RALEIGH – North Carolina Attorney General Josh Stein loves to identify issues that will get him good press by jumping on a bandwagon, one that’s leaning very hard to the left. This time Stein jumped onto the anti-price gouging wagon, offered a hand aboard by a media that has near universal ignorance on the economics or ethics involved.
“In the aftermath of a natural disaster, Good Samaritans often undertake selfless acts to help their neighbors or complete strangers.
Others try to take advantage of people’s desperation with high prices.
In North Carolina, charging high prices for goods and services during disasters can be illegal, in violation of the state’s anti-price-gouging laws. And on Friday, when Gov. Roy Cooper declared a state of emergency due to Hurricane Florence, that put the state’s anti-price gouging laws into effect.
They will remain in place until the state of emergency ends, some time after the storm.
“My office is here to protect North Carolinians from scams and frauds,” Attorney General Josh Stein wrote on his office’s price gouging web page. “That is true all the time — but especially during severe weather. It is against the law to charge an excessive price during a state of emergency. If you see a business taking advantage of this storm, either before or after it hits, please let my office know so we can hold them accountable.”
Anyone found guilty of price gouging can be forced to refund customers who were scammed, and can also be forced to pay a $5,000 fee for each instance of price gouging they engaged in.”
How noble of you, Mr. Stein.
Now, this approach is hardly relegated to Democrats; plenty of Republicans take it as well. However, it makes no difference who is pressing the issue and promising ‘justice’ – it’s a Big Government approach that benefits no one, and likely makes supply issues worse on the margin.
Five grand every time some bureaucrat agrees that you charged too high a price for an item? Is that not a tad draconian? (Stein will really terrorize the price gougers, but those violent mobs destroying property get nothing but praise.)
Further, punishing people for charging too high prices is immoral, plain and simple. A person who owns said items, whether they are necessary items or not, is under no obligation to sell them, let alone sell them for a price the government deems acceptable during an emergency.
“In North Carolina, price gouging has been illegal since 2003. Then-Gov. Mike Easley signed the ban into law following numerous complaints about high prices during Hurricane Fran in 1996 and Hurricane Floyd in 1999.
News & Observer reports from the time show that after Hurricane Fran, one of the big opportunities for exorbitant prices was tree and debris removal. One man was even arrested for charging an elderly woman $18,000 to remove two fallen trees — the equivalent of nearly $29,000 today — according to a 1996 News & Observer article.”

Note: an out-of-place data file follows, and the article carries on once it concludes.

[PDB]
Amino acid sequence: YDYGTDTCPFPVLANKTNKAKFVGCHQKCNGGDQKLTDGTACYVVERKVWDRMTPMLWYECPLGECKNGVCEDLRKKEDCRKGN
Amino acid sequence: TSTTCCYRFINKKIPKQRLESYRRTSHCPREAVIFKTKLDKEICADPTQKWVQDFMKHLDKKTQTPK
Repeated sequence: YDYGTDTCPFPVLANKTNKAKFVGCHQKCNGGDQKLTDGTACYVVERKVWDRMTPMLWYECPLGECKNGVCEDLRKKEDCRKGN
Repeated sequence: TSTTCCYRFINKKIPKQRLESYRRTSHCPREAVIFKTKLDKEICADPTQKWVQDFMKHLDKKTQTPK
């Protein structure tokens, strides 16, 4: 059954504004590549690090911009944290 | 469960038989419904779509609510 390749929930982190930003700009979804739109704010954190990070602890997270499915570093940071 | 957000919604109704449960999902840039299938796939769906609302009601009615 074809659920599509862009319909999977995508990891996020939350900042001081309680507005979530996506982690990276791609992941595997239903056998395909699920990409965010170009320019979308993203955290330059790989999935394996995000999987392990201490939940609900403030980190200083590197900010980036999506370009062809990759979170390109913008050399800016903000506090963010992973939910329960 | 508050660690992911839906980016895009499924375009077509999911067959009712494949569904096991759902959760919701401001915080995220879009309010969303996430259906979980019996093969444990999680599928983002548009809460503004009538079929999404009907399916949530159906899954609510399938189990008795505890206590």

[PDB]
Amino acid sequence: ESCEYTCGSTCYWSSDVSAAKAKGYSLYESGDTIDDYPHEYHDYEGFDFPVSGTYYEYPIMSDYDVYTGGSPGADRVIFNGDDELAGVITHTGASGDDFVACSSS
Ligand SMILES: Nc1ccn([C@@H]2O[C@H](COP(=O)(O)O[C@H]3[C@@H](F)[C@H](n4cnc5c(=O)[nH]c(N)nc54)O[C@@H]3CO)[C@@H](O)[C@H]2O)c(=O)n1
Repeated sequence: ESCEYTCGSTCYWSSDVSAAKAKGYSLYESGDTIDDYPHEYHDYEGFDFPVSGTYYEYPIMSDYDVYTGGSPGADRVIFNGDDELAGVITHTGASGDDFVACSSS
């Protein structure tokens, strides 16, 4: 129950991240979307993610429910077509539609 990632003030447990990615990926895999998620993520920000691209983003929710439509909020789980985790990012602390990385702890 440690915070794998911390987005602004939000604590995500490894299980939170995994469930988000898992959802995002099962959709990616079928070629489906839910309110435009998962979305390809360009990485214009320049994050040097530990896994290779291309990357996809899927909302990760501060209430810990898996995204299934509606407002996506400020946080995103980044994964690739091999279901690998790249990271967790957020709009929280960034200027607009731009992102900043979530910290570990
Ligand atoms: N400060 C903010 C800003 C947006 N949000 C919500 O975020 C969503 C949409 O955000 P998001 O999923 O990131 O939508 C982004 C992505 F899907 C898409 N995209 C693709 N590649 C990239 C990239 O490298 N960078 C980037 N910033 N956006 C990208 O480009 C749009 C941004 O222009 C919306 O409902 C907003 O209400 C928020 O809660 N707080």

Of course it was a Democrat that instituted the feel-good law. The problem is that when a law leads to the arrest of a man for charging too much for tree removal, the government has far too much power.
Sympathies for the elderly woman, aside, the man did not steal $18,000 from her. She willingly paid it, and he was arrested?
Not only is it a violation of property rights, it makes for awful economics. Despite the narrative around high prices during emergencies, price actually serves a great function in meeting equilibrium in a market. Whether that market is generators, or batteries, or fuel; markets clear best at particular prices. That price changes as supply and demand factors fluctuate, and if it is kept arbitrarily low (by asinine price gouging laws) it can lead to dwindling supply as hoarders load up.
Just ask Venezuela how fixing prices works out as far as shortages of basic, vital goods goes.
Or follow the simple logic of this tutorial that explains the individual motivations that factor into free markets, and why keeping that market free is the best option.
Eventually the Left-leaning papers like the N&O pay lip service to the economic truths represented in the above video.
“Opponents of price gouging laws argue that if businesses could charge higher prices there would not be shortages, since gas stations and grocery stores would be charging higher prices and thus less likely to run out of supplies. The theory is that people would buy only what they need instead of hoarding, and there would be more bread, gas, ice and other supplies to go around.
“If prices are allowed to rise as the demand increases, this ‘hoarding’ behavior will become increasingly more expensive and therefore discouraged,” wrote economist Roy Cordato of the conservative John Locke Foundation think tank. “In other words, the higher price encourages conservation right at the time when it is most needed. This will leave more gasoline in the tanks at the gas stations where it is available for those who really need it both before the hurricane and during its immediate aftermath, instead of in the tanks of cars that are sitting in people’s garages or driveways.””
Even then, it was hard for the N&O writer to even put these “theories” in print. His inclusion of Cordato’s quote is so obligatory you can practically hear him whining about it.
That makes sense, since Leftists have the hubris to think government knows best when it comes to markets, and even bathrooms, apparently.
So be careful of areas where anti-price gouging laws are followed too closesly – there just might not be anything left to buy.